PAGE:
Rising to the challenge

A local organization delivers halla from Sderot.

sderot challa bread298.8 (photo credit: Courtesy)
sderot challa bread298.8
(photo credit: Courtesy)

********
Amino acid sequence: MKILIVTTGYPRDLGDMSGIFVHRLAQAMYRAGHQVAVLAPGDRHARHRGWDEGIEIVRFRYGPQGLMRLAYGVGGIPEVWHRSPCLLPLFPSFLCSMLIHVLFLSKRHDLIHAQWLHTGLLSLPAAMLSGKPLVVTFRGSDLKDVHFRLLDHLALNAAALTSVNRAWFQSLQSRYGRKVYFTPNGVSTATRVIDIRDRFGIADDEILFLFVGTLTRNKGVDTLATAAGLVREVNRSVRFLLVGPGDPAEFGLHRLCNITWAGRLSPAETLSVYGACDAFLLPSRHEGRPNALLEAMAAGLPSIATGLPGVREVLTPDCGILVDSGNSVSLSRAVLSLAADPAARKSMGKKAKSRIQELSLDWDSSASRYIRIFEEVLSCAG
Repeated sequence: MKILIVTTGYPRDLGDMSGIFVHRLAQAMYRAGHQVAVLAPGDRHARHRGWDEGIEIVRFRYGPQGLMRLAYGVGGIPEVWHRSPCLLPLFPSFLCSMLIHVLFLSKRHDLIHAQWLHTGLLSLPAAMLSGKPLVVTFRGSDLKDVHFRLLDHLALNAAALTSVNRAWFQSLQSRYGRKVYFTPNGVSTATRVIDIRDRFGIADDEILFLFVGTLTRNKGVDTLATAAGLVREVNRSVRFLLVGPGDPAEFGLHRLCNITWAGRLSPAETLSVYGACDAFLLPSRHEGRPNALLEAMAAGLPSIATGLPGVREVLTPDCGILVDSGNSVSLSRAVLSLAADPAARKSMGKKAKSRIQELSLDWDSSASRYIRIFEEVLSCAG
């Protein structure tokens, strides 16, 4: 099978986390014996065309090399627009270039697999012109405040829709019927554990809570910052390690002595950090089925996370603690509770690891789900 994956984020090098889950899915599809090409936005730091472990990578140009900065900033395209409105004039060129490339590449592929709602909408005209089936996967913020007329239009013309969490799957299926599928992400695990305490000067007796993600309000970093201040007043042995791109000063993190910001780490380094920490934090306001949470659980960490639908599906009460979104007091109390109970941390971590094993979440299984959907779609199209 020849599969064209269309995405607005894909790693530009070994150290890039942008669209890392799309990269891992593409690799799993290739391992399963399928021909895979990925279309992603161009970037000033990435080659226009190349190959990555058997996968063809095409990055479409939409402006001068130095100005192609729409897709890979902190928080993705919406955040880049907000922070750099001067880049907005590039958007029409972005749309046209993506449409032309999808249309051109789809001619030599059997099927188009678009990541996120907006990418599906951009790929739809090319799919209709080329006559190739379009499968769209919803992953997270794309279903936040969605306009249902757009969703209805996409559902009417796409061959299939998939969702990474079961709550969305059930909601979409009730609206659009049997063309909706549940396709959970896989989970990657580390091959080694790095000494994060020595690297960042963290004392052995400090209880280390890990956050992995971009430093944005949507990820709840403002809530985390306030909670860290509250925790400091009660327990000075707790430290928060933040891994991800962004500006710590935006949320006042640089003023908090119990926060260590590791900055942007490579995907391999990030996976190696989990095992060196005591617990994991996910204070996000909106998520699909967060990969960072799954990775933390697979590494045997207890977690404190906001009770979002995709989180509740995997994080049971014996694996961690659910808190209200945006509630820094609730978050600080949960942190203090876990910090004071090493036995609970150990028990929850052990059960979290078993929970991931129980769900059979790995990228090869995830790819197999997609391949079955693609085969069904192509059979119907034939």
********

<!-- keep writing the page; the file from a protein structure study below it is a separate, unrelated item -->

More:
On any given Friday in Jerusalem, it is hard to walk down the street without encountering the tempting smell of fresh-baked hallah. It works its way into our psyches and becomes synonymous with the peaceful atmosphere of Shabbat. Perhaps it is appropriate then, that as a new initiative to counter the burden borne by businesses in Sderot, hundreds of people are now ordering hallot from Sderot bakeries for Shabbat. The new initiative is the impetus of David Landau of Efrat, who works with an organization called Standing Together which helps distribute clothes, food and other services to weary IDF soldiers. Three weeks ago, he came to a sudden realization about the situation in Sderot. "I realized that there are those people who wear uniforms and those not in uniform," he says. "The people of Sderot are on the battlefield." The spirit of Landau's realization appears to have been taken to heart by others. After coming up with the idea, he created an order form on the Standing Together Web site and began to spread the word through his business network (he runs a company called Landau's Clean Chickens) and various English listserves. For NIS 25, a person could order two hallot and half a kilo of rugelach from Sderot. It took only two days from his conception of the idea on a Monday night two weeks ago to garner 1,200 halla orders by that same Wednesday. The orders were then delivered to a bakery in Sderot. Trucks in turn delivered the hallot to Beit Shemesh and Jerusalem, and from there, volunteers distributed them to those who had ordered. "It's so cumbersome and difficult to do this," Landau says. "It's so amazing that it's happening." On its arrival in Sderot, the large order was very inspiring for its recipient. "It really lifts the spirit," says bakery owner Amos Houri. Houri says that there are many who want to work in his bakery, but so many people have left town that he hasn't been able to justify hiring extra staff. However, the extra orders have helped him to do that. "It's really uplifting to see that so many people want to help," he remarks. For the project's surprising success, Landau credits the amazing response of the Anglo community. "The initial order was purely from Anglos in the Jerusalem area," he reveals. "The Anglo community has a lot to be proud of. This is really a grassroots thing - people are just thinking of how they can help, [and] what they can do." One such person is a volunteer from Ramot who preferred not to be named. After reading a Jerusalem Post story about the activities of Lev Echad (a volunteer organization) in Sderot and noticing a link to a site to order Sderot hallot, she decided to get involved and contacted Landau. "When I saw that there was this opportunity to help people, I jumped at it. I was so frustrated, seeing the situation all the time - I thought, what can I do?" The volunteer, whose son has been volunteering in Sderot for the past week, notes that the program is "a very noble way of giving tzedaka [charity], where you can help someone earn money themselves." Although she is thrilled at the positive response that she has helped to generate so far (she received 70 orders within 24 hours after posting the idea on two local Ramot listserves and at janglo.com), and hopes that people will remain enthusiastic, she quickly notes that the best thing of all "would be for the need for such a program to end." Although most certainly share such a sentiment, Landau would like to spread the word to the Hebrew-speaking community while the need exists - but admits that the project "is not quite there yet." In the meantime though, he is keeping very busy trying to find other ways to help out those whom he sees as the plainclothes soldiers of the frontline. On the Standing Together Web site, one can also order a basket of food to be distributed to a needy family somewhere in Israel. Instead of that food being bought from supermarkets in Jerusalem or elsewhere, it is now bought wholesale from grocery stores in Sderot. "If there's a plant shop or something, we would like to say, 'Buy a plant from Sderot,'" Landau stresses. He says that the idea is not to turn the Negev town into a charity case or to create a sense of entitlement for hand-outs, but rather to support the economy of an Israeli town which is under attack in many ways, including economically. To that end, one of Landau's many projects has Sderot children using donated money to buy items locally, in order to assemble gift baskets which they then distribute to hospitals. It's not certain how much money these projects will pump into the local economy or whether they will have any impact on the deserted state of many Sderot streets, but at the very least, they serve as a friendly cushion for the harsh economic blow the attacks have dealt to the town. "The crucial thing is to keep the stores open. They're the backbone of the local economy and if they close, the city will fall," concludes Landau. Hallot can be ordered from the Standing Together Web site: http://www.stogether.org/sderotchallot.